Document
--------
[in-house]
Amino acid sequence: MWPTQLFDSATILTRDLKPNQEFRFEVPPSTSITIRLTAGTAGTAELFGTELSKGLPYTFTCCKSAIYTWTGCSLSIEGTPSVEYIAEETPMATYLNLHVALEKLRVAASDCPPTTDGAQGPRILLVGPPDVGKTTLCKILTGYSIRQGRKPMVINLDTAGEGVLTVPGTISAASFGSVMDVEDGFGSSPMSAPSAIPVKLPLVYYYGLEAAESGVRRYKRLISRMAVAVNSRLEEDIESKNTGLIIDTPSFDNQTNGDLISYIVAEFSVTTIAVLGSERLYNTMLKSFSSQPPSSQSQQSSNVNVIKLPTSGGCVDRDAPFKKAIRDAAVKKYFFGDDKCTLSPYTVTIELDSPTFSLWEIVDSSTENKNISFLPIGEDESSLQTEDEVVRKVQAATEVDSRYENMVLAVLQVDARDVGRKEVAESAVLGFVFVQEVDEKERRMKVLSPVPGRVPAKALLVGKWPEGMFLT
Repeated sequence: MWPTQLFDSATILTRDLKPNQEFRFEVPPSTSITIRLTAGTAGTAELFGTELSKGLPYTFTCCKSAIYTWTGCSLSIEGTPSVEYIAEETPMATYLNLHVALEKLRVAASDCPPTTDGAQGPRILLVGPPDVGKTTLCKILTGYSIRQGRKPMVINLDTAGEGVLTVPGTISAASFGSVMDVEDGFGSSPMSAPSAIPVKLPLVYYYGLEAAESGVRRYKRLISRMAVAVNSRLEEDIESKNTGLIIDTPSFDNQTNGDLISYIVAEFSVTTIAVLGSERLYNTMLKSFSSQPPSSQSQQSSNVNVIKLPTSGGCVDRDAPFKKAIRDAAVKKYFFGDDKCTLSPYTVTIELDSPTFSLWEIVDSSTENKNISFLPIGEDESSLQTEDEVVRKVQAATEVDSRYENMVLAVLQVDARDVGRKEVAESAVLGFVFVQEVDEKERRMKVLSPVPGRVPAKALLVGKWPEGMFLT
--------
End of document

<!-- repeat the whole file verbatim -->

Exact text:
[in-house]
Amino acid sequence: MWPTQLFDSATILTRDLKPNQEFRFEVPPSTSITIRLTAGTAGTAELFGTELSKGLPYTFTCCKSAIYTWTGCSLSIEGTPSVEYIAEETPMATYLNLHVALEKLRVAASDCPPTTDGAQGPRILLVGPPDVGKTTLCKILTGYSIRQGRKPMVINLDTAGEGVLTVPGTISAASFGSVMDVEDGFGSSPMSAPSAIPVKLPLVYYYGLEAAESGVRRYKRLISRMAVAVNSRLEEDIESKNTGLIIDTPSFDNQTNGDLISYIVAEFSVTTIAVLGSERLYNTMLKSFSSQPPSSQSQQSSNVNVIKLPTSGGCVDRDAPFKKAIRDAAVKKYFFGDDKCTLSPYTVTIELDSPTFSLWEIVDSSTENKNISFLPIGEDESSLQTEDEVVRKVQAATEVDSRYENMVLAVLQVDARDVGRKEVAESAVLGFVFVQEVDEKERRMKVLSPVPGRVPAKALLVGKWPEGMFLT
Repeated sequence: MWPTQLFDSATILTRDLKPNQEFRFEVPPSTSITIRLTAGTAGTAELFGTELSKGLPYTFTCCKSAIYTWTGCSLSIEGTPSVEYIAEETPMATYLNLHVALEKLRVAASDCPPTTDGAQGPRILLVGPPDVGKTTLCKILTGYSIRQGRKPMVINLDTAGEGVLTVPGTISAASFGSVMDVEDGFGSSPMSAPSAIPVKLPLVYYYGLEAAESGVRRYKRLISRMAVAVNSRLEEDIESKNTGLIIDTPSFDNQTNGDLISYIVAEFSVTTIAVLGSERLYNTMLKSFSSQPPSSQSQQSSNVNVIKLPTSGGCVDRDAPFKKAIRDAAVKKYFFGDDKCTLSPYTVTIELDSPTFSLWEIVDSSTENKNISFLPIGEDESSLQTEDEVVRKVQAATEVDSRYENMVLAVLQVDARDVGRKEVAESAVLGFVFVQEVDEKERRMKVLSPVPGRVPAKALLVGKWPEGMFLT